Today and yesterday are alike [Archives:2008/1130/Opinion]

February 18 2008

Ali Naji Al-Ra'awi
'Today and yesterday are alike' is a famous saying usually used for comparing between the similar cases, which are sometimes repeated to reproduce the same ideas again and again, or due to shrinkage of the course of time and some people's reliance on the ideas and concepts they had stored during the past days of their life.

As far as I am concerned, the best description for connotations of such a famous saying is the one uttered by Dr. Hamoud Al-Awdi, a man that needn't be introduced to the readers, when he diagnosed the situation of political, partisan, intellectual and educated elites following the Yemeni revolutions against the rule of Imamate and British occupation.

In reverse to what was expected, these elites became highly interested in setting out at nightfall, speculating and riding over the waves of sophistical controversy. These elites also enjoy listening to the repeated chanting of nationalist and Islamic slogans.

And, each party deliberated to defend what it believes to be appropriate and applicable for Yemen without feeling the role those elites were expected to play for the sake of enhancing and deep-rooting course of the Revolution, and having its contemporary moves replace heritage of the past, which the Revolution broke out to change.

Under influence of that coma, those elites had been distributed over different directions. We turned to see Socialists without Socialism, capitalists without capitalism and Islamists without a rule of thinking while the result, according to Dr. Al-Awdi was the conflict between Yemeni people themselves on behalf of those who embraced their political and intellectual methodology and theories.

Undoubtedly, these political and intellectual methodology and theories had left negative impacts on the factor of correlation with the national identity and cultural affiliation with the Yemeni reality, as well as with establishment of the Reunification on May 22, 1990, accompanied by the democratic and pluralistic course.

There was a great hope that those elites may develop their awareness until reaching the level of civilized achievement in the frame of which the relation between the rulers and the ruled became regular through the move from the revolutionary legitimacy to the constitutional legitimacy.

Despite the political and democratic development so far achieved, regretfully some of those elites remained dealing with the concept of democracy, based on its ancient heritage, thereby making democracy and its practices victims of arbitrariness.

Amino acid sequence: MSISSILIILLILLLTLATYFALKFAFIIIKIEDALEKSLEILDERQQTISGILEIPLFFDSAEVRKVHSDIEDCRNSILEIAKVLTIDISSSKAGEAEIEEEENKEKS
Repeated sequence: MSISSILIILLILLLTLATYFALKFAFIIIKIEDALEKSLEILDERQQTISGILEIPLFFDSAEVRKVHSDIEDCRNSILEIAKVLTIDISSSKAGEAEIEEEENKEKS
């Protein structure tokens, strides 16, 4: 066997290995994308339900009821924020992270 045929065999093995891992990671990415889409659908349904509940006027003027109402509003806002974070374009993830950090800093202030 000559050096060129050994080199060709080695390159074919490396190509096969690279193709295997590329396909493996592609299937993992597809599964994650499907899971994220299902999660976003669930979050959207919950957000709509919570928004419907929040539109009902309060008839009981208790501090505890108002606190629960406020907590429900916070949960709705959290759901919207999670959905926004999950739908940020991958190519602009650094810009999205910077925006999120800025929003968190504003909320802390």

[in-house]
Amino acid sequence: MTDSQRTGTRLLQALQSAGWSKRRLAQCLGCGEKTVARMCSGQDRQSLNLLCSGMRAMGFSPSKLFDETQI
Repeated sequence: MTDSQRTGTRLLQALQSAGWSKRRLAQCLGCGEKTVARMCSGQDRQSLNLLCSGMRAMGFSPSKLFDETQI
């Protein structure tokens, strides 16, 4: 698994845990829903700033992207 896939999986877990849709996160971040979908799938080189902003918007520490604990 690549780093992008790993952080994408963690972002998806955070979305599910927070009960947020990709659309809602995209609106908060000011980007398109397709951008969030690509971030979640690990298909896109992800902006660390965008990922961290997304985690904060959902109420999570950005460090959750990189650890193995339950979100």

The prominent evidence of this violation is manifested by some political parties whose positions, in one way or another, contradict the higher national interests. This is also clear in the behaviors that deliberately confuse between opposing the government and opposing the homeland, as well as between what is public and what is private. The situation led to poisoning climates of the political life and weakening the rings of confidence between its components.

It is not a false accusation to say that some people had joined the political battle armed with one of the two options: 'to rule' or 'to oppose those who rule'. This behavior contradicts nature of the role of a politician, supposed to be always an ideal example of commitment to addressing the national and social issues.

All the above-mentioned are some of the factors leading us to understand that many politicians and partisans learn from experiences of the past with their positions seemingly hesitant more than decisive. As result, some of them turn to be nationalists overnight but regionalists in the morning, urbanized today but villagers tomorrow, or preachers of ethics and morals in the Friday Prayer but defamers of those opposing their viewpoints outside the mosque.

This contradiction reaches its climatic point while we see that those who once used to consider Josef Stalin their first guide, from whom they learned the philosophy of justice and equality between layers are those who say today that Stalin was illiterate who never read even a single book throughout his life since he dropped out of school at an early age. They say about Stalin today that he couldn't master the Russian Language except for its slang because Georgia is his ancestral land.

Source: Al-Thawra State-Run Daily

The author is the Daily Editor-in-Chief